The Hal & Jean
The Hall & Jean Glassen Memorial Foundation is a 501 (c) (3) tax-exempt organization. The Foundation was established in 1992 to receive and administer funds for these charitable and educational purposes:
The Foundation provides financial assistance in the form of grants, scholarships, match funds and other support to 501 (c) (3) tax-exempt organizations whose mission statements are supportive of these objectives.
FIREARMS SHOOTING SKILLS COMPETITION
Harold W. (Hal) Glassen was a lifelong hunter, competitive shooter and gun collector. Introduced to the outdoors at the age of six by his father, young Glassen developed an early respect and love for firearms. As a University of Wisconsin student, he was a member of the pistol team. Later in life he served on the board of directors for the U.S. Olympic Committee and the U.S. Defense Departments National Board for the Promotion of Rifle Practice.
A staunch advocate of hunter safety training, he is memorialized by the Hal Glassen Award, presented annually by the Michigan United Conservation Clubs to the affiliate chapter that makes the greatest achievements in hunter education.
LAWFUL USE AND POSSESSION OF FIREARMS
Hal Glassen was admitted to the bar in Michigan in 1930. He practiced before state courts in Michigan and Wisconsin and in federal courts. A special tribute from Michigan Governor John Engler noted Glassens sincere respect and appreciation for law.
Glassen served as president of the National Rifle Association in 1967-69 and was one of only 13 people at the time (President Reagan was the 14th) to be chosen an honorary life member of the 120-year-old organization. A fierce defender of Second Amendment rights, Glassen was an eloquent spokesman for the NRA.
GAME BIRD AND ANIMAL RESEARCH STUDIES
Hal and Jean Glassen were avid hunters who believed in the scientific management of wildlife. Lifelong conservationists, they supported research and programs aimed at habitat improvement, sustainable harvest through controlled hunting, and understanding the carrying capacity of land for wildlife.
Graduates of the University of Wisconsin, the Glassens were especially supportive of natural resources schools at the University of Wisconsin, University of Michigan and Michigan State University.
RESEARCH OF ANIMAL DISEASES AFFECTING DOGS AND CATS
With the purchase of their first hunting dog in 1939, the Glassens became dog lovers and fanciers. Educated as a biologist, Jean was a pioneer breeder in the U.S. of English cocker spaniels, producing more than 50 champions under her kennel name, Maple Lawn. A six-time president of the English Cocker Spaniel Club of America, she was keenly interested in diseases such as progressive retinal atrophy, which is a problem with English cockers and other breeds.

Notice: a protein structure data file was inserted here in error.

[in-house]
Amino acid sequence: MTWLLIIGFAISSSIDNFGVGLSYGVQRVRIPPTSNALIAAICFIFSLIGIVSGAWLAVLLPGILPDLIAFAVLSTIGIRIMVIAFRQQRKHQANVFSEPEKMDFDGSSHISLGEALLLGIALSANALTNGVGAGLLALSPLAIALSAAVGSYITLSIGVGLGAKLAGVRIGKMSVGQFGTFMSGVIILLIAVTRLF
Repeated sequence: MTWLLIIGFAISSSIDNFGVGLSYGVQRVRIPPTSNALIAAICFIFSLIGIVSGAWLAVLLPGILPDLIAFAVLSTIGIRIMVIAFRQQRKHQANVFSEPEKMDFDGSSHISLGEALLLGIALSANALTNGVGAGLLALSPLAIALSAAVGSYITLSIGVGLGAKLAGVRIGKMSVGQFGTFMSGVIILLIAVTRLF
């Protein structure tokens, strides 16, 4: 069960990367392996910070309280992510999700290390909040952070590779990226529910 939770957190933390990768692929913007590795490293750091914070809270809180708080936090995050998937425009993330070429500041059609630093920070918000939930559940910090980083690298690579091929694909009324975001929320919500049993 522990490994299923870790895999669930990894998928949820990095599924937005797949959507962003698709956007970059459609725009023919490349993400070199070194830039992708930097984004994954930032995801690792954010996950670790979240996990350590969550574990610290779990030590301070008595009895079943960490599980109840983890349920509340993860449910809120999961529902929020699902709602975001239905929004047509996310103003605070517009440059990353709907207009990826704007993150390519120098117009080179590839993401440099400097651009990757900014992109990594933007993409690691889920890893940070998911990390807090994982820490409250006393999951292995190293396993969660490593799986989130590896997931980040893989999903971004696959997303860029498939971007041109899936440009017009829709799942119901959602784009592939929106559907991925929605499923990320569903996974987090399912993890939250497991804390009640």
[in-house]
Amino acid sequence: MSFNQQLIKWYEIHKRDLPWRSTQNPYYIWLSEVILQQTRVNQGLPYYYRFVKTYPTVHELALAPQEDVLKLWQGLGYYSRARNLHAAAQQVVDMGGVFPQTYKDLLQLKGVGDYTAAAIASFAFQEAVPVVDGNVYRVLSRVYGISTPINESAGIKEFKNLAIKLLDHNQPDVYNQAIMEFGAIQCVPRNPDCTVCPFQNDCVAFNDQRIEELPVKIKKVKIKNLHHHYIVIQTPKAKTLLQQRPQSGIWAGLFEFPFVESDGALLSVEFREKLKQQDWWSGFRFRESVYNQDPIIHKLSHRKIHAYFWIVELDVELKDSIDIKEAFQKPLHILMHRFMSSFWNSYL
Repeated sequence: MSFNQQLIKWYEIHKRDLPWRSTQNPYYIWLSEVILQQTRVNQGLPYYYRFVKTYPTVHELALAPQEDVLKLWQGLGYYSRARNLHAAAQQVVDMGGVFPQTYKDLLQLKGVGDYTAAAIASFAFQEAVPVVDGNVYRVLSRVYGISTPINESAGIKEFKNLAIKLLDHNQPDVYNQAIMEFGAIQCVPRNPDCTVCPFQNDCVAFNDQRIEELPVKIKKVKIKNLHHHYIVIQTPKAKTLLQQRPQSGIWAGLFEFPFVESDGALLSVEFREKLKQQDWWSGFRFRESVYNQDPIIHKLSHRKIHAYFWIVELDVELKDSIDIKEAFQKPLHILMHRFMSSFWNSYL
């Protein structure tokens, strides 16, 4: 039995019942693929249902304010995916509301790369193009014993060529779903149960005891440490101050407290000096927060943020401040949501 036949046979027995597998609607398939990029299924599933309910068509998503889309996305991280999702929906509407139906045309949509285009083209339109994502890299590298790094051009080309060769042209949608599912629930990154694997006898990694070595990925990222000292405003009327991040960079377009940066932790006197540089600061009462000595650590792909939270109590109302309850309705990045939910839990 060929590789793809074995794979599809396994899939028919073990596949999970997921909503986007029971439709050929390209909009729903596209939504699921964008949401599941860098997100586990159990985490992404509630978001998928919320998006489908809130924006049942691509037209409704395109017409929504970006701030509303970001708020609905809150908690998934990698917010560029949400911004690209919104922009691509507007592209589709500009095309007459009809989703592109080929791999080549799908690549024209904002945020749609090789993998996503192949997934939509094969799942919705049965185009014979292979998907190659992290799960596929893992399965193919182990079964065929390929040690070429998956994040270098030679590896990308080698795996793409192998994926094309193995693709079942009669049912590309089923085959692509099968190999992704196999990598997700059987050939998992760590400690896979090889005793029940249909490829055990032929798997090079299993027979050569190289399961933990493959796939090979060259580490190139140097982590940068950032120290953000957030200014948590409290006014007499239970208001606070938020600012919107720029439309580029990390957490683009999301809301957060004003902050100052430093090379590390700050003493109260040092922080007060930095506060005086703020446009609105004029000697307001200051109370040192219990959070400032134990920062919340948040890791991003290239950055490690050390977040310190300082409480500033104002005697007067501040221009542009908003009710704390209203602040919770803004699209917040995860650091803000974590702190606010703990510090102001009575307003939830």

Jean helped found the Heart of Michigan English Cocker Spaniel Club. The Glassens were also fond of English setters. Hal was past president and a life member of the Ingham County (Michigan) Kennel Club.
PROVIDE FOR THE WELFARE OF ANIMALS
The Glassens loved horses, dogs and other animals and were interested in their welfare. Had the University of Wisconsin taught veterinary medicine at the time Jean attended, she would, without doubt, have become a veterinarian.
Supporters of the American Humane Society, the Glassens were opposed to anti-hunting organizations such as the United States Humane Society.
To date, the Glassen Foundation has contributed to these and other organizations:
Qualified 501 (c) (3) organizations are encouraged to contact:
The Hal & Jean Glassen Memorial Foundation
6810 Nashway Drive E.
West Bloomfield MI 48322
Hal Glassen was born May 15, 1906 in Montford, Wisconsin. A WW II veteran, he served in the U.S. Army as a lieutenant colonel. Glassen practiced law in Lansing, Michigan for 62 years as a partner in the Lansing law firm of Glassen, Rhead, McLean, Campbell & Schumacher. He died August 26, 1992.
Jean Glassen was born on December 25, 1908 in Columbus, Wisconsin. The first woman to graduate from the University of Wisconsin Agricultural School, she earned a degree in bacteriology in 1929. She retired as a biologist with the Michigan Department of Public Health. Jean Glassen died on February 11, 1991.
Married for nearly 60 years, Hal and Jean established the Glassen Foundation before their deaths to continue the ambitions and goals to which they dedicated their lives.